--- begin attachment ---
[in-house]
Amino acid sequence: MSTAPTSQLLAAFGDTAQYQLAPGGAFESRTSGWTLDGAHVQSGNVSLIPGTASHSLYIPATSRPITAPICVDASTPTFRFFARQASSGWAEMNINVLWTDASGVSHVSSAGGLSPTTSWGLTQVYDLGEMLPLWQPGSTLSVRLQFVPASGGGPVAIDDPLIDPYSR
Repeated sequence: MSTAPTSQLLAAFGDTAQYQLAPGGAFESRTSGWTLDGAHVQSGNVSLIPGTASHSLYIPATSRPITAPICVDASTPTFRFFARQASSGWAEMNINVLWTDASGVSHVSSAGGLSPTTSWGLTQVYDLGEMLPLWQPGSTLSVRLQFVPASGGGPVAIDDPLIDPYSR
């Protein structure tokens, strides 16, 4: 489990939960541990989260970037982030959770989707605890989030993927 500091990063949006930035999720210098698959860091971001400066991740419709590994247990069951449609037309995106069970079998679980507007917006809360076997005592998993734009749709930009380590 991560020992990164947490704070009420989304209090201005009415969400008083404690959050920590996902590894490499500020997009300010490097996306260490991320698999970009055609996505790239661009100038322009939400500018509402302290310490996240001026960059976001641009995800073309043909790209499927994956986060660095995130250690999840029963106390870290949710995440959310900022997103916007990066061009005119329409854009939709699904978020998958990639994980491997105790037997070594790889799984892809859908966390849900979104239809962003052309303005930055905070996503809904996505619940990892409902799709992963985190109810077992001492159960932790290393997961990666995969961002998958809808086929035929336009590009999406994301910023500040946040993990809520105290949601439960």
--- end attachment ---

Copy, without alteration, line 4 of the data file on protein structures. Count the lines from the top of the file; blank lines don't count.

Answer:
């Protein structure tokens, strides 16, 4: 489990939960541990989260970037982030959770989707605890989030993927 500091990063949006930035999720210098698959860091971001400066991740419709590994247990069951449609037309995106069970079998679980507007917006809360076997005592998993734009749709930009380590 991560020992990164947490704070009420989304209090201005009415969400008083404690959050920590996902590894490499500020997009300010490097996306260490991320698999970009055609996505790239661009100038322009939400500018509402302290310490996240001026960059976001641009995800073309043909790209499927994956986060660095995130250690999840029963106390870290949710995440959310900022997103916007990066061009005119329409854009939709699904978020998958990639994980491997105790037997070594790889799984892809859908966390849900979104239809962003052309303005930055905070996503809904996505619940990892409902799709992963985190109810077992001492159960932790290393997961990666995969961002998958809808086929035929336009590009999406994301910023500040946040993990809520105290949601439960």